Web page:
Chapter 10: Balance
(Draft of John's new book: Your comments are welcome)
Balancing life is fundamental to the startup bicycle rider. In fact it spells the difference between winning and losing.
Startups are marathons. If you try to run the race as a sprint, you will die. In person. That is the cold reality of a new enterprise.
First time entrepreneurs do not understand that. The kid out of school expects do all nighters and triumph. The first time founder thinks he will climb Mount Everest in tennis shoes and claim victory. The experienced corporate executive plans to work harder than ever and thus succeed. They will learn the hard way.
Yes, startups are a lot of work. And yes, they do demand enormous amounts of energy. They are very intense and stressful. It takes fire in the belly to do them. Serial entrepreneurs understand that because they have been there before. Even veterans do not avoid such burdens. But experienced startup leaders behave differently and lift the burdens in a special way. Understanding their methods will help you succeed where others fail.
· Marathoners get sleep. Sprinters skip sleep. The long term runners know they are much sharper with enough sleep. They are more innovative and creative. They negotiate better deals. They are a lot more fun to work with. They see tomorrow with delight, not dread. I find startup veterans getting six to eight hours a night of sleep. Life science sleep doctors have found we burn brain cells as we problem solve intensely each day. Synapses fire and zap living grey cells. We grow brain cells only when we sleep. And only in the deepest sleep, the fourth level known as REM (random eyeball movement). REM sleep occurs at the end of an eight hour night. So sleep deprived sprinters are tired by Friday night and try to “get caught up” during the weekend, sleeping deeply for the first time in the week. The quality of their decisions drops daily during the work week.
· Marathoners are realistic. Sprinter try heroics. Veterans set realistic goals but first-timers blurt out “Sure, we can do it!” without regard for what can be done in a hurry by a very tiny company. You can spot this behavior quickly by monitoring the actual delivery of short term projects: they are constantly late, yet the people do not acknowledge that. They simply say they have to work harder. And around the cage they run, again and again. They take great pride in not sleeping and in doing 100 hour work weeks, week after week. They love to be suffering heros. But soon the dragon catches up with the knight in shining armor. And the knight gets fried to a crisp by the dragon. In fact, veterans know they can call on their employees for only a single heroic 100 hour work week. After the people recover, they burn into their memory banks “Never again” and update their resumes, just in case it does.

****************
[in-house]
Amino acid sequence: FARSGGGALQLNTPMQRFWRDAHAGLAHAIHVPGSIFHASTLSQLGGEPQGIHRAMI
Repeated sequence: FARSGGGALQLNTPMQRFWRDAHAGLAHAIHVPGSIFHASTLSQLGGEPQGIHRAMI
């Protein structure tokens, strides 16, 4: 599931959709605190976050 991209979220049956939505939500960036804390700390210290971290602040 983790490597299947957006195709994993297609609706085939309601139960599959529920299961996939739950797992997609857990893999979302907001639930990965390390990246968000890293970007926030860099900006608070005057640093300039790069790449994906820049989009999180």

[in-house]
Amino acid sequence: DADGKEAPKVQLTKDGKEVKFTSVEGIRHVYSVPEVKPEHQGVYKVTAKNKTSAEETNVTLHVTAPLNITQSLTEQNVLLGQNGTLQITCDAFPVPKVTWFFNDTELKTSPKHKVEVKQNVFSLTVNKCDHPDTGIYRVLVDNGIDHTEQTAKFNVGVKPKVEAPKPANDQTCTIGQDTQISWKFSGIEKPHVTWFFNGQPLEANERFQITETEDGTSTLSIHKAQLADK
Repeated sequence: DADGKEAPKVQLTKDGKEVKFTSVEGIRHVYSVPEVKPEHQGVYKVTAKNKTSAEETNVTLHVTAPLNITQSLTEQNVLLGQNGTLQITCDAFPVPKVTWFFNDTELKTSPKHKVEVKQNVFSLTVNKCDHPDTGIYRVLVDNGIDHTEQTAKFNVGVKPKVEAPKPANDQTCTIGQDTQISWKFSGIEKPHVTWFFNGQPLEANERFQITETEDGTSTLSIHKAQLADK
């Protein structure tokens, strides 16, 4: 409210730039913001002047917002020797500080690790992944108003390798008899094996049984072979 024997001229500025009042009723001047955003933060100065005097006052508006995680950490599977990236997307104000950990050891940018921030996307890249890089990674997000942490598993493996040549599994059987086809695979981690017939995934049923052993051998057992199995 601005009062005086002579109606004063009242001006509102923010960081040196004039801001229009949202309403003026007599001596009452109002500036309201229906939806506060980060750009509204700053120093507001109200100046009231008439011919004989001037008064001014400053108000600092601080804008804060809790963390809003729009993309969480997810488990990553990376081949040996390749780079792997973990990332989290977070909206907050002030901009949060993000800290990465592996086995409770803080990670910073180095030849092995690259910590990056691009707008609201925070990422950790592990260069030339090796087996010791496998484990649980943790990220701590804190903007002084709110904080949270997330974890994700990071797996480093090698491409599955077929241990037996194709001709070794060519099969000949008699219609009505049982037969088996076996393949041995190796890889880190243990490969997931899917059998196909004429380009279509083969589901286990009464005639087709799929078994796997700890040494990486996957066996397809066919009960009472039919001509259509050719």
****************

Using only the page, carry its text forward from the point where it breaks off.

· Marathoners are courageous. Sprinters are driven by fear. It takes courage to leave the office at 4:00 p.m. to be on time for your son’s birthday party when the rest of your people are up to their ears in work and troubles, expecting to go home late that night. Yet that is what veterans of startups do. They take vacations in the middle of big projects and return energized and creative. I remember well how a founder and chief technology officer did that and told me when he returned “That was the best thing I have ever done!” Sprinters fear the worst will happen if they are not in the office. They do not trust themselves or their people to accomplish the great things they are working on. So they intensify their work and increase their stress as a result.
· Marathoners adjust. Sprinters cling. When things happen that were not planned, bad or good, the experienced marathoner accepts it and adjusts. This includes events such as your key engineer suddenly leaving the company, a stealth startup pops up with a press announcement that shows they are six months ahead of you, or a big customer wants ten times as much as you can produce on a month. The sprinter clings to his plan and tries to undo the hard news in an attempt to force the company into delivering the impossible.
Burnout is the result of sprinting a marathon. No one is immune to it. Burnout catches up with the naïve leader. It is powerful. It can kill people and companies. So respecting how to run the startup race will avoid the dangers of burnout. Serial entrepreneurs lived to run another startup because they respected their human limitations. They know how to run the race as a marathon, not as a sprint.